In case IT managers needed a little reminding, Gartner made sure to place it near the top of its “Top 10 Strategic Technology Trends for 2013” — mobile application development and HTML5. As the report suggests, “For the next few years, no single tool will be optimal for all types of mobile application… However, there will be a long term shift away from native apps to Web apps as HTML5 becomes more capable.”
HTML5 — most likely you’ve heard about it, but might not know a great deal, or why it matters. Though mostly discussed in regards to consumer devices, such as the latest mobile app to be written in HTML5, it presents interesting and promising uses for the enterprise and, in particular, field service.
Simply put, HTML5 is the latest (fifth) version of the HyperText Markup Language — the computer language that’s the backbone of just about everything on the Web — websites, apps, pages, and just about anything you see online. Though it’s still under development — still years away from becoming an official standard — the vast majority of developers agree it’s the “revolution the Web needed,” as it brings a powerful array of new features and capabilities that significantly improve (and speed up) how people can access, organize, and browse content and data.
Many of the features HTML5 boasts for the general consumer apply to service industry as well. Here’s a rundown of the top benefits that service organization can expect by adopting the HTML5 platform:
Mobile-Ready: Any Device, Any Platform
Not all service firms equip their technicians with the same mobile device for field work. And we’re not just talking the iPad vs. the iPad 2. Techs from the same firm are often using any combination of Android, iOS, BlackBerry or rugged devices. This makes for an efficient deployment — often these are the mobile devices techs bring from home — but it can become a nightmare when attempting to sync all these techs to the same software.
Software written in HTML5 is device-agnostic and already supported by mobile browsers, meaning it works the same on any operating system on any device, including the desktop back at the office. With it, companies can both accomodate the BYOD movement and unify strategy across the workforce.
No More Plug-Ins: Instant Multimedia
Today’s technician is inextricably tied to the office at all times. Equipped with tablets and smartphones with cameras built in, techs in the field are using multimedia (videos, graphics, images, etc.) to more efficiently and effectively diagnose and fix problems on-site, reducing the number of trips needed. HTML5 makes it much easier to integrate multimedia into software without having to use third-party plug-ins like Silverlight and Flash, which is notoriously buggy. And HTML5 allows for much higher quality multimedia. What’s this mean for the tech? Mobile apps used in the field can come chock full of high-quality charts, 3D models, equipment schematics, videos, animations and anything else they might need to more effectively do their job.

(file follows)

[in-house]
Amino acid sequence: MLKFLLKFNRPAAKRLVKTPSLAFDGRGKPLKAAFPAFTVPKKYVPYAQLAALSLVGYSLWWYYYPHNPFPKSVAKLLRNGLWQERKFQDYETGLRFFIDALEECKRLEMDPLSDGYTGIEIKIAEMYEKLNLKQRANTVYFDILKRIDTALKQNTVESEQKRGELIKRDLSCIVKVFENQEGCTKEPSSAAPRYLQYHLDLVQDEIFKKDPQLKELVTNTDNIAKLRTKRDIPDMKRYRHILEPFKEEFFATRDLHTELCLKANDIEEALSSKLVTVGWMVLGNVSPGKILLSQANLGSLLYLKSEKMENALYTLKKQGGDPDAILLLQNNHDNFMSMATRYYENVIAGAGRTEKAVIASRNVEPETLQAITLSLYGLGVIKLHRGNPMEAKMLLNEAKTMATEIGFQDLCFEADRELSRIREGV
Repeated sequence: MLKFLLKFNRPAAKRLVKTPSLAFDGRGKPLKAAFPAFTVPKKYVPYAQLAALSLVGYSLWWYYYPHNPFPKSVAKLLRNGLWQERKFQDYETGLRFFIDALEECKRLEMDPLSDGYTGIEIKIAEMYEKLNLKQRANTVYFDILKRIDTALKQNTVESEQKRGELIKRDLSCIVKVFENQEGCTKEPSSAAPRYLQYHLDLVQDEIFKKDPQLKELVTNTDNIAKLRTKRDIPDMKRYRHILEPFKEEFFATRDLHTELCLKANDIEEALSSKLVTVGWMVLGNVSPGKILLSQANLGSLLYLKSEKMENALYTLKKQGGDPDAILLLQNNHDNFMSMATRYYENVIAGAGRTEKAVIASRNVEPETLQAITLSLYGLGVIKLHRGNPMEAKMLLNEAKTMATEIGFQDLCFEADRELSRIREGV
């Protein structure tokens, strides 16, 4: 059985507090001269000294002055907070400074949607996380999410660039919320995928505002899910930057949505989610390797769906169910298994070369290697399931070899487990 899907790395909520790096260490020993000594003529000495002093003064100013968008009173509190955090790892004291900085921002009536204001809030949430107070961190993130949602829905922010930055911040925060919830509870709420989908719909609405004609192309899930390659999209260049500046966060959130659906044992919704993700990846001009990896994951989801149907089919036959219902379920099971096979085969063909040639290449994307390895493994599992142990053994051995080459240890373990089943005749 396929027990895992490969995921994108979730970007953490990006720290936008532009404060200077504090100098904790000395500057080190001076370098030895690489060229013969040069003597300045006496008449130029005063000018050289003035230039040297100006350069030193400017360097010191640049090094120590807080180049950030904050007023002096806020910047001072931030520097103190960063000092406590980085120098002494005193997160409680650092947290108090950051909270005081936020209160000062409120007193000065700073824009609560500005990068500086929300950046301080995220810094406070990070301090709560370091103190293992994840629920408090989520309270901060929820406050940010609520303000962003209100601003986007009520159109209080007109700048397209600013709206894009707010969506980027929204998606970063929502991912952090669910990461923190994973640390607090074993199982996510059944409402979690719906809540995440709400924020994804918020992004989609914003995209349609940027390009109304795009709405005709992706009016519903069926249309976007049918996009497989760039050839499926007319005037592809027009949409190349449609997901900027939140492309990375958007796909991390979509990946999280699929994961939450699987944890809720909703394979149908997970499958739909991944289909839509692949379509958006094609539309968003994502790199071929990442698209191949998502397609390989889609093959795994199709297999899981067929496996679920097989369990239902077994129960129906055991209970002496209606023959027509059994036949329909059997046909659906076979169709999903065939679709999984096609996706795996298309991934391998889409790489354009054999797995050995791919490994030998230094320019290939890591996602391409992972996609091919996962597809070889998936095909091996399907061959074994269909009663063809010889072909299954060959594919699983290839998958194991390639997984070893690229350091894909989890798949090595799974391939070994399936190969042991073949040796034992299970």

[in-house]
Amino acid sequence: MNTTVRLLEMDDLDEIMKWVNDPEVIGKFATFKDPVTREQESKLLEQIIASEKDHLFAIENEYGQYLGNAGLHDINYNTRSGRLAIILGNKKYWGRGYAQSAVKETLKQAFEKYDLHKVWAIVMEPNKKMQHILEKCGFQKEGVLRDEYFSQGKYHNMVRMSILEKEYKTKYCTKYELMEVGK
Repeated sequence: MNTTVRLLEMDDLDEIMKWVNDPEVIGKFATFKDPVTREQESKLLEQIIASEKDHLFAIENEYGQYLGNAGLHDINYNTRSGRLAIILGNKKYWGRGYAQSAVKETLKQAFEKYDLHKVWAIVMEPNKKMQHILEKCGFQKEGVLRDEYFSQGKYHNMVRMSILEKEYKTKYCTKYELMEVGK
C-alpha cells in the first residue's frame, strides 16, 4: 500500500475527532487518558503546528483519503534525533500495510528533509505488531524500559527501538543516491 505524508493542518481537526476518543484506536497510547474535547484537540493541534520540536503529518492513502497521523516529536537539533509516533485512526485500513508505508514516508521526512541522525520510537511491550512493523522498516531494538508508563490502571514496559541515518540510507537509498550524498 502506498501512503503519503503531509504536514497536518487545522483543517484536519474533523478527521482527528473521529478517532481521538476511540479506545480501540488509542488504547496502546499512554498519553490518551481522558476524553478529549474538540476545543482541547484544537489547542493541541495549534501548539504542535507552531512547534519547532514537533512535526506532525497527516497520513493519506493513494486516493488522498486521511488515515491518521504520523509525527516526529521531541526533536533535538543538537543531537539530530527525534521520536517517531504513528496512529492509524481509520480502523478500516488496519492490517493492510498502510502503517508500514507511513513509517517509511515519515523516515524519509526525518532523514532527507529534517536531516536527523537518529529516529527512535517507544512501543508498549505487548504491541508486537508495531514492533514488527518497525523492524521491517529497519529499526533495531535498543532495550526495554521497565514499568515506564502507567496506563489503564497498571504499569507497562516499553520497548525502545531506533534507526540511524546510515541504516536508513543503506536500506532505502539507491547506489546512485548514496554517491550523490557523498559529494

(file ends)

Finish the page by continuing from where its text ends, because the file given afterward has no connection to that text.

Faster, More Accessible
HTML5 promises across-the-board improvements as well. It’s easy to deploy, lets developers take advantage of geeky stuff like faster processing and memory and it’s exceptionally flexible and configurable. It also has offline capabilities, which allows that tech working underground or within a shielded hospital room to access a mobile app, and the critical data within it, without a 3G connection. This is key; it means that techs can still capture all necessary information and respond to service calls regardless of their environment.
This all sounds great, sure, but there are some cautions worth noting. Because it’s still under development, there are still a number of browser versions that do not yet support it. And though it is device/platform agnostic, it isn’t yet supported by all devices. For techs running older browsers on older devices, this could be a problem. HTML5 also presents some weaknesses when it comes to integrating with devices’ hardware like push notifications, cameras and files, and there have been some concerns around HTML5 and security.
Drawbacks aside, all signs point towards HTML5 becoming the web standard of the future. The Worldwide Web Consortium (W3C), the body in charge of pushing it through, has announced a completion date of 2014, and countless apps have already been written in the language. Expect this momentum to continue, and get yourself and your company ready.